MEA Highlights Unsettled School Employee Contracts

Collective bargaining in school districts around the state has been hampered by the Legislature’s failure to pass an education budget before leaving for summer break, MEA President Paula Herbart said this week.

As of Tuesday afternoon, there were 157 unsettled contracts among MEA-affiliated locals across the state.

“For the first time this decade, the Legislature failed to enact a K-12 education budget prior to schools’ new fiscal year starting on July 1,” Herbart said. “Without a state budget in place, many contracts aren’t being settled as students and employees return to school. The teachers and education support professionals covered by those contracts deserve better than this financial uncertainty and hardship.”

Aside from the uncertainty of returning to work without a contract, additional financial threats are due to provisions of Public Act 54 of 2011, which requires school employees to pay health insurance premium increases 100% out-of-pocket after a contract expires until a new agreement is reached.  P.A. 54 also freezes step increases after a contract has expired and limits retroactive pay when an agreement is eventually reached.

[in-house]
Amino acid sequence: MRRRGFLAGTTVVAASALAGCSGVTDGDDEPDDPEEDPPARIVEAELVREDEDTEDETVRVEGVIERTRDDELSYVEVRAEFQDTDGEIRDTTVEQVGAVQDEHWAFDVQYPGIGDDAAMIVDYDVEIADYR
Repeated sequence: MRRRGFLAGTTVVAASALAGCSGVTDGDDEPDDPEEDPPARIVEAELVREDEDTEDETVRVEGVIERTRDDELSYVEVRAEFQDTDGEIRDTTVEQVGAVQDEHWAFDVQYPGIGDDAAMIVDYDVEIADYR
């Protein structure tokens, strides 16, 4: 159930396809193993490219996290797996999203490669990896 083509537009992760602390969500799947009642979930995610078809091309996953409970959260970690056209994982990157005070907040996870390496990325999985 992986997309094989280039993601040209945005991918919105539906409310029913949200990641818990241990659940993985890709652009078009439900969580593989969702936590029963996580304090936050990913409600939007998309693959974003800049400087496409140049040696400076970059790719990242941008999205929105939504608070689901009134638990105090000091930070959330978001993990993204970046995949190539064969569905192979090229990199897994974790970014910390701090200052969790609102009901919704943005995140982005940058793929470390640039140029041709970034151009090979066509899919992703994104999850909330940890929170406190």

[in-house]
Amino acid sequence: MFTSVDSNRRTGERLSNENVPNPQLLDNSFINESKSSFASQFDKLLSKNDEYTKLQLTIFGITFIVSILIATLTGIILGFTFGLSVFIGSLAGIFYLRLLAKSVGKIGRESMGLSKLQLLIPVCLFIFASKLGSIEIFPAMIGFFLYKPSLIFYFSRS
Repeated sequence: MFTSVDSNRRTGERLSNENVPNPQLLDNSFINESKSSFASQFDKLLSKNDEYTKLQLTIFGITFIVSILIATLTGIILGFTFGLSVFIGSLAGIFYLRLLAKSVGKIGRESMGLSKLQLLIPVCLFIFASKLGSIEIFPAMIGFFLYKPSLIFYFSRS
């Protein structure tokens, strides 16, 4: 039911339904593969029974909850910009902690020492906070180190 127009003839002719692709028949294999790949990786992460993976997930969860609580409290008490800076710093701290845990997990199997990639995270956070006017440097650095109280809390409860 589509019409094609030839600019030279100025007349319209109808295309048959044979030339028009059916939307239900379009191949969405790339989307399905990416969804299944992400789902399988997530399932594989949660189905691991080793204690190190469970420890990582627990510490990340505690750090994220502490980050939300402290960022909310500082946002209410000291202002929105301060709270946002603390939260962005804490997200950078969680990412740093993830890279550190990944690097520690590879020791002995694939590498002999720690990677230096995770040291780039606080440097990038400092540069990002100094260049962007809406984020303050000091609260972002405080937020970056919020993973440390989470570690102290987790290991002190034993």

This is the first year since the enactment of P.A. 54 that the state has failed to pass a budget in time for negotiations to be completed before the start of school.

“School employees have suffered for decades due to the well-documented underfunding of our public schools. Now, legislators have exacerbated that suffering by their failure to do their job and pass budgets for our K-12 schools, community colleges and universities,” Herbart said.
A recent study by Dr. David Arsen of the MSU School of Education showed Michigan is dead last among all states in education funding increases over the past 25 years.

Gov. Whitmer has proposed a transformational education budget, increasing funding by over $500 million and targeting additional resources for students with special needs, at-risk students, and career and technical education programs. The governor’s proposal supports the findings of the School Finance Research Collaborative study, which determined the true cost of educating all students to make the way we fund schools more fair.

“The Legislature needs to return to Lansing and pass the governor’s budget right away, without playing shell games or enacting gimmicks like ‘pensions for potholes’ schemes,” Herbart said.  “Our students and school employees deserve nothing less.”

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